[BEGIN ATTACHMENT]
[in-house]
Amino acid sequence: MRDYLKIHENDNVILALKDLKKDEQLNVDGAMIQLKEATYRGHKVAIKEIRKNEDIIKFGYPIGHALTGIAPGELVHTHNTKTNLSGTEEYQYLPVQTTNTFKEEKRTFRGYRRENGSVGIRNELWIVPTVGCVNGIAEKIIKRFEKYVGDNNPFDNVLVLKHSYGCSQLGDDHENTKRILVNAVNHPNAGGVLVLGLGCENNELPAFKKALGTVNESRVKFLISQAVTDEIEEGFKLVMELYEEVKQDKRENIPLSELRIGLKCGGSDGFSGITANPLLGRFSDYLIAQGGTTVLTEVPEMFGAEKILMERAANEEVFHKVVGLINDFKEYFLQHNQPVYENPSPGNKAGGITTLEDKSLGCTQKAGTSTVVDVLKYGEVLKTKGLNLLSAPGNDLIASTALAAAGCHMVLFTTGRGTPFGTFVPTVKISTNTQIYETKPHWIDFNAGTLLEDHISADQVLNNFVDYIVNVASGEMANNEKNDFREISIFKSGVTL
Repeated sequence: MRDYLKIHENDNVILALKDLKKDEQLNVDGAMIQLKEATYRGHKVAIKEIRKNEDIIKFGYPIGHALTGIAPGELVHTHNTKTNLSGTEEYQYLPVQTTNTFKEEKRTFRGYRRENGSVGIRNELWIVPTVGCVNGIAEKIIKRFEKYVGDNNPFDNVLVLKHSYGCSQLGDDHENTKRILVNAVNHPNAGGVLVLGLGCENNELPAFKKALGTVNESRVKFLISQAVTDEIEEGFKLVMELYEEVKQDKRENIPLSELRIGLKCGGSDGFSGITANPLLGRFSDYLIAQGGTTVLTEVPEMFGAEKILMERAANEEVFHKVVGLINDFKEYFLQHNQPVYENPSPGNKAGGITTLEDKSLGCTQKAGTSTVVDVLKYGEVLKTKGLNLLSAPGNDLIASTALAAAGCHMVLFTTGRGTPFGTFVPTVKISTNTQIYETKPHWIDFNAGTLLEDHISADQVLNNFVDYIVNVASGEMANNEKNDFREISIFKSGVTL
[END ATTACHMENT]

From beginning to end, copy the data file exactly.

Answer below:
[in-house]
Amino acid sequence: MRDYLKIHENDNVILALKDLKKDEQLNVDGAMIQLKEATYRGHKVAIKEIRKNEDIIKFGYPIGHALTGIAPGELVHTHNTKTNLSGTEEYQYLPVQTTNTFKEEKRTFRGYRRENGSVGIRNELWIVPTVGCVNGIAEKIIKRFEKYVGDNNPFDNVLVLKHSYGCSQLGDDHENTKRILVNAVNHPNAGGVLVLGLGCENNELPAFKKALGTVNESRVKFLISQAVTDEIEEGFKLVMELYEEVKQDKRENIPLSELRIGLKCGGSDGFSGITANPLLGRFSDYLIAQGGTTVLTEVPEMFGAEKILMERAANEEVFHKVVGLINDFKEYFLQHNQPVYENPSPGNKAGGITTLEDKSLGCTQKAGTSTVVDVLKYGEVLKTKGLNLLSAPGNDLIASTALAAAGCHMVLFTTGRGTPFGTFVPTVKISTNTQIYETKPHWIDFNAGTLLEDHISADQVLNNFVDYIVNVASGEMANNEKNDFREISIFKSGVTL
Repeated sequence: MRDYLKIHENDNVILALKDLKKDEQLNVDGAMIQLKEATYRGHKVAIKEIRKNEDIIKFGYPIGHALTGIAPGELVHTHNTKTNLSGTEEYQYLPVQTTNTFKEEKRTFRGYRRENGSVGIRNELWIVPTVGCVNGIAEKIIKRFEKYVGDNNPFDNVLVLKHSYGCSQLGDDHENTKRILVNAVNHPNAGGVLVLGLGCENNELPAFKKALGTVNESRVKFLISQAVTDEIEEGFKLVMELYEEVKQDKRENIPLSELRIGLKCGGSDGFSGITANPLLGRFSDYLIAQGGTTVLTEVPEMFGAEKILMERAANEEVFHKVVGLINDFKEYFLQHNQPVYENPSPGNKAGGITTLEDKSLGCTQKAGTSTVVDVLKYGEVLKTKGLNLLSAPGNDLIASTALAAAGCHMVLFTTGRGTPFGTFVPTVKISTNTQIYETKPHWIDFNAGTLLEDHISADQVLNNFVDYIVNVASGEMANNEKNDFREISIFKSGVTL